The three wise men, also known as magi, were men belonging to various educated classes. Our English word magician comes from this same root. But these wise men were not magicians in the modern sense of sleight-of-hand performers. They were of noble birth, educated, wealthy, and influential. They were philosophers, the counselors of rulers, learned in all the wisdom of the ancient East. The wise men who came seeking the Christ child were not idolaters; they were upright men of integrity.
They had apparently studied the Hebrew Scriptures and found there a clear transcript of truth. In particular, the Messianic prophecies of the Old Testament must have claimed their attention, and among these they found the words of Balaam: “A Star shall come out of Jacob; a Scepter shall rise out of Israel” (Numbers 24:17, NKJV). They certainly were acquainted with the prophecy of Micah: “But you, Bethlehem Ephrathah, though you are little among the thousands of Judah, yet out of you shall come forth to Me the One to be Ruler in Israel” (Micah 5:2, NKJV; see also Matthew 2:5, 6). They probably also knew and understood the time prophecy of Daniel regarding the appearance of the Messiah (see Daniel 9:25, 26) and came to the conclusion that His coming was near.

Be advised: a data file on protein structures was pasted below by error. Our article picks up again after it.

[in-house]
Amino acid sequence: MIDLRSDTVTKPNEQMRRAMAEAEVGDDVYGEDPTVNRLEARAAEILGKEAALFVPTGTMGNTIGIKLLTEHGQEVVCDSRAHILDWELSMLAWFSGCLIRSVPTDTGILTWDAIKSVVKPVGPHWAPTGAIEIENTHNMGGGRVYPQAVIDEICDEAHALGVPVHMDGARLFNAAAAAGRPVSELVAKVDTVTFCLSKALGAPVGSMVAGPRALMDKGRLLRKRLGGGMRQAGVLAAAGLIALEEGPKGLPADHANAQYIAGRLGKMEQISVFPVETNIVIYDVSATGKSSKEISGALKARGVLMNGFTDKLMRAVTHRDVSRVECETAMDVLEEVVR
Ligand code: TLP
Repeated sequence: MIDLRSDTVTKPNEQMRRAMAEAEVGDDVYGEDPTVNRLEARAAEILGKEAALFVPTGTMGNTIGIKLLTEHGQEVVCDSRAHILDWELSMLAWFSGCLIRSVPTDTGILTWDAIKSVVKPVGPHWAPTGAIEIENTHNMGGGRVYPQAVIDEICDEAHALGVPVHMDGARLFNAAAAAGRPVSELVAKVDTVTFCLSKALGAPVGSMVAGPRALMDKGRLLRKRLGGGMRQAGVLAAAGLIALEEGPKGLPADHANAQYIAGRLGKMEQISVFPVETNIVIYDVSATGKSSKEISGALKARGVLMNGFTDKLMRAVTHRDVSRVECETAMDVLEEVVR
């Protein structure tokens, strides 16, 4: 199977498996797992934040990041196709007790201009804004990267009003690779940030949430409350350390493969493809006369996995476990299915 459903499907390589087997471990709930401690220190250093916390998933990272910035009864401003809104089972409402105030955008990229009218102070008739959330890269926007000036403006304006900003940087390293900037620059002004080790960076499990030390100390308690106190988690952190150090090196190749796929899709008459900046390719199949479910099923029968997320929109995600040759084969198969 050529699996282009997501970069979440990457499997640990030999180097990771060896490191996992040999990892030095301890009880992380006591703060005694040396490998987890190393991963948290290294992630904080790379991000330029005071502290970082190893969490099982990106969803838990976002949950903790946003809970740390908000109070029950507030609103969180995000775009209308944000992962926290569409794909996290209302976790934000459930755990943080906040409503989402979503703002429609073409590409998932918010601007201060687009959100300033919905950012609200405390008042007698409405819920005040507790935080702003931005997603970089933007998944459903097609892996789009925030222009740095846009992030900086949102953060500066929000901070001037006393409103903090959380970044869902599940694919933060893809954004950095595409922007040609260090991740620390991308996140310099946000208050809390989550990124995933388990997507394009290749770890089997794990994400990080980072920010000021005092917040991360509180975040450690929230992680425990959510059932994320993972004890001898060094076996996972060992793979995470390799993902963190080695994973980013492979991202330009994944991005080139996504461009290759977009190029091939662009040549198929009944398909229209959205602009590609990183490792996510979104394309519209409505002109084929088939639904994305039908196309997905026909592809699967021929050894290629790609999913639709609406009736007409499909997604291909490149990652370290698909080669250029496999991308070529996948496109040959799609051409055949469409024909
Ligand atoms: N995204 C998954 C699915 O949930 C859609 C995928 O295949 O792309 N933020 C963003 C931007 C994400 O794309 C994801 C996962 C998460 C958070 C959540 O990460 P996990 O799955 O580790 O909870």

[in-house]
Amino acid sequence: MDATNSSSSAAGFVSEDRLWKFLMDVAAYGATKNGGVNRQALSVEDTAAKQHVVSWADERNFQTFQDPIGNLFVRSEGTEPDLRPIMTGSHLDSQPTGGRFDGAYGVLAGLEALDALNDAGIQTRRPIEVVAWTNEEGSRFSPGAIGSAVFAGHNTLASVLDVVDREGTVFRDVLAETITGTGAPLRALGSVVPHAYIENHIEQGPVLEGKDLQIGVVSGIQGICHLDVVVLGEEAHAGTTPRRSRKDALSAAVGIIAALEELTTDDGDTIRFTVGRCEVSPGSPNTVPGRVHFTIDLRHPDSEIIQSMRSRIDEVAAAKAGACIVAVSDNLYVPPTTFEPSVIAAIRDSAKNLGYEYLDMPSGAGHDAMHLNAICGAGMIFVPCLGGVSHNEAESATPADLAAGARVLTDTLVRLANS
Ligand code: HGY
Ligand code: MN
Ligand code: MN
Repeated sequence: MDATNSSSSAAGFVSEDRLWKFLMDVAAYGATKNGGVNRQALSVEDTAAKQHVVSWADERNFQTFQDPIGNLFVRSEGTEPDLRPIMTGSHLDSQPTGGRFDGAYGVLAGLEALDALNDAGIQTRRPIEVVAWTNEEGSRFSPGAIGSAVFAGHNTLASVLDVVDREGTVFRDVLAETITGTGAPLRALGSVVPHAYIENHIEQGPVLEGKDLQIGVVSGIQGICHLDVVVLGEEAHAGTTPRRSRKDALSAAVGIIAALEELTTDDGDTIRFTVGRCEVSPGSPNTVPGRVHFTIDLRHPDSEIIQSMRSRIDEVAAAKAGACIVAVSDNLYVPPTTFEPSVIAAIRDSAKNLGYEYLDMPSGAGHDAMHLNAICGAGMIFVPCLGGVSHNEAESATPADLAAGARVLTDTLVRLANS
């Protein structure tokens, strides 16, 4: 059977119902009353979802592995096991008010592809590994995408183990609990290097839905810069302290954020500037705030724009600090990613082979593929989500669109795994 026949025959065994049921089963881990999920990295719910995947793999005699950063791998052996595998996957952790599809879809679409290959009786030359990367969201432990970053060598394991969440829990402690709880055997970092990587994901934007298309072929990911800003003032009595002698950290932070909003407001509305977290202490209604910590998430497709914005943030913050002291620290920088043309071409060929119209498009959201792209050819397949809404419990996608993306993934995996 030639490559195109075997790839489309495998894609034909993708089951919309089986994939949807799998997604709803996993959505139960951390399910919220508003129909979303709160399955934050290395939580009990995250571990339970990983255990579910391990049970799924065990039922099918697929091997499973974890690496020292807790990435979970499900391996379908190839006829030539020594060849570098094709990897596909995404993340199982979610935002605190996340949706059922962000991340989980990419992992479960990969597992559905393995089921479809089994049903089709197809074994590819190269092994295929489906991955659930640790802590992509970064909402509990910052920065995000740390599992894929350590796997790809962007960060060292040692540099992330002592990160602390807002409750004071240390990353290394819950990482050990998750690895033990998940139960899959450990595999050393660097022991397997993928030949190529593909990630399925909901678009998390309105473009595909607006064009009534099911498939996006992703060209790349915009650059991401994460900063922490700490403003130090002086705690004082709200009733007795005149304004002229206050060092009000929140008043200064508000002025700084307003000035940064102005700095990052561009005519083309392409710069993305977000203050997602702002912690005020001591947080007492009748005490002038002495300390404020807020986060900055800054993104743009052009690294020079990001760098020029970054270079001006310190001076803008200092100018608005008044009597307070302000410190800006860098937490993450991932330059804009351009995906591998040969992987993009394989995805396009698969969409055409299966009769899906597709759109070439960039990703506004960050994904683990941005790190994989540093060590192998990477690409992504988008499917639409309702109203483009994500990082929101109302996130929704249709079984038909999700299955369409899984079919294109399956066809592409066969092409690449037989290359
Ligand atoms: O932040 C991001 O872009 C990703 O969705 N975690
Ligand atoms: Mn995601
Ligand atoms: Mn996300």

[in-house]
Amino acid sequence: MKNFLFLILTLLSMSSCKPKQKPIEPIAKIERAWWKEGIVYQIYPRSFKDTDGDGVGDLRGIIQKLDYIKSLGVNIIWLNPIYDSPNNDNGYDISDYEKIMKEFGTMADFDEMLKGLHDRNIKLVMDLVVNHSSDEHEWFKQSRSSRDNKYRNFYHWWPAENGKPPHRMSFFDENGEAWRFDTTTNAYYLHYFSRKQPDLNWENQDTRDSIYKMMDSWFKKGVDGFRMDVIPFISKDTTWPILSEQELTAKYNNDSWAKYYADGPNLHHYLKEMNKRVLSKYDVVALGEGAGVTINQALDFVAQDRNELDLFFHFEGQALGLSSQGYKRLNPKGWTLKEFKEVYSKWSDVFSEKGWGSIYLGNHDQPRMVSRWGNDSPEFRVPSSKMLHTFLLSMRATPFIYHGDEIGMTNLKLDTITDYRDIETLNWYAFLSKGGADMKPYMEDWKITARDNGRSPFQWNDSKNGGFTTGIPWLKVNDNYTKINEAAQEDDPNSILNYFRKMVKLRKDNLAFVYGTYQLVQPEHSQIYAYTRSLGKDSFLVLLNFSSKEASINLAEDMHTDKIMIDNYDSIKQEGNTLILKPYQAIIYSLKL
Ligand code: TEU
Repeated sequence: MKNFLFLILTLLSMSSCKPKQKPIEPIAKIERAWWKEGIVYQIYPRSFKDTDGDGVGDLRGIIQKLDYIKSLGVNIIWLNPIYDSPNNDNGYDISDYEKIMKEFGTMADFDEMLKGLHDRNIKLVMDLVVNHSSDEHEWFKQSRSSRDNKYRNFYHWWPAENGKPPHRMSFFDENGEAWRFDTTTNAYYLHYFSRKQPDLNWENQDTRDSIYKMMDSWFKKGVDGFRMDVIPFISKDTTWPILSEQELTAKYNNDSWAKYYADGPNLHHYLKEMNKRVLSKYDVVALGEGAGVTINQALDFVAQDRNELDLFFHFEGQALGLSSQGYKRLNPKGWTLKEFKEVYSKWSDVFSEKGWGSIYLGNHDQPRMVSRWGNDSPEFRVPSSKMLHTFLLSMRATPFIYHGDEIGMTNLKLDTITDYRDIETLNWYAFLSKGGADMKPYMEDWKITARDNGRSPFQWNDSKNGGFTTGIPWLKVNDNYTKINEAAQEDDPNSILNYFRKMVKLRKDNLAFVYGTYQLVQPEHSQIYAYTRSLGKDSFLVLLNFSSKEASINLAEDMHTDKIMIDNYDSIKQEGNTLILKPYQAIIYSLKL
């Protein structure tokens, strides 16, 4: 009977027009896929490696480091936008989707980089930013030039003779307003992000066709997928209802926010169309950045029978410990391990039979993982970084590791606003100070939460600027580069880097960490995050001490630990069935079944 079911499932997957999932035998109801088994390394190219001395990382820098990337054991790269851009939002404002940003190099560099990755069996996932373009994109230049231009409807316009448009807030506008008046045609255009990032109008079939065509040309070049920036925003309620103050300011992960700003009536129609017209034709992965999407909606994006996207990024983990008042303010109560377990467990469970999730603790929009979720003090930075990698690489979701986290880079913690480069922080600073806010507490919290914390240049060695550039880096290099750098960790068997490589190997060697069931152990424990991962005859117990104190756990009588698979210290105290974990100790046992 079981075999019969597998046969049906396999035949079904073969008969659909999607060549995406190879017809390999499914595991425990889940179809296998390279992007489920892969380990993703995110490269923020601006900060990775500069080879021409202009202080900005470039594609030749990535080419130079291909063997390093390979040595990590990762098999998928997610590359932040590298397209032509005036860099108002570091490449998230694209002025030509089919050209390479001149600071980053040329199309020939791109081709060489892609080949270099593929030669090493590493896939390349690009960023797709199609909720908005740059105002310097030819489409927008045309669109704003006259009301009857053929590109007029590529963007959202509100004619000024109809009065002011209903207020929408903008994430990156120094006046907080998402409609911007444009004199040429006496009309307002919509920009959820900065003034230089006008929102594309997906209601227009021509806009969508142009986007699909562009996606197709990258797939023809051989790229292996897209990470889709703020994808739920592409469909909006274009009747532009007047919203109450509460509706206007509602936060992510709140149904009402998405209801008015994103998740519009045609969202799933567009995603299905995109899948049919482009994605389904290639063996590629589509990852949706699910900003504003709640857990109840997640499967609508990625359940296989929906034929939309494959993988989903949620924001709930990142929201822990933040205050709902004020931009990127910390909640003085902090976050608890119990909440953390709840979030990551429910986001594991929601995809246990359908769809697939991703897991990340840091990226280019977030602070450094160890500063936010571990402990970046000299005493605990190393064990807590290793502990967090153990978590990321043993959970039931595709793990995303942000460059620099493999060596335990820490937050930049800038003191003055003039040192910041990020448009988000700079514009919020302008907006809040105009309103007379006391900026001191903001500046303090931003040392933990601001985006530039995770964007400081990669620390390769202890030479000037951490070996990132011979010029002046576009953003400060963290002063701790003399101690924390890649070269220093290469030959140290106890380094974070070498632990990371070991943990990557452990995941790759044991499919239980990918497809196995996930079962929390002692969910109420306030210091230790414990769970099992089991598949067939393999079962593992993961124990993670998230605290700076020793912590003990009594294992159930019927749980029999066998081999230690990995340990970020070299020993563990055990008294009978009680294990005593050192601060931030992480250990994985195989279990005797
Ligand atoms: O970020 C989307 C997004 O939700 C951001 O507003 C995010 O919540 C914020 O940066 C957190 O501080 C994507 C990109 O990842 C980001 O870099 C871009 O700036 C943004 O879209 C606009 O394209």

On the night of Christ’s birth, a mysterious light appeared in the sky which became a luminous star that persisted in the western heavens (see Matthew 2:1, 2). Impressed with its import, the wise men turned once more to the sacred scrolls. As they tried to understand the meaning of the sacred writings, they determined to go in search of the Messiah. Like Abraham, they knew not at first where they were to go, but followed as the guiding star led them on their way.
Gifts of the three wise men
The tradition that there were three wise men arose from the fact that the Bible mentions three gifts, gold frankincense and myrrh according to Matthew 2:11.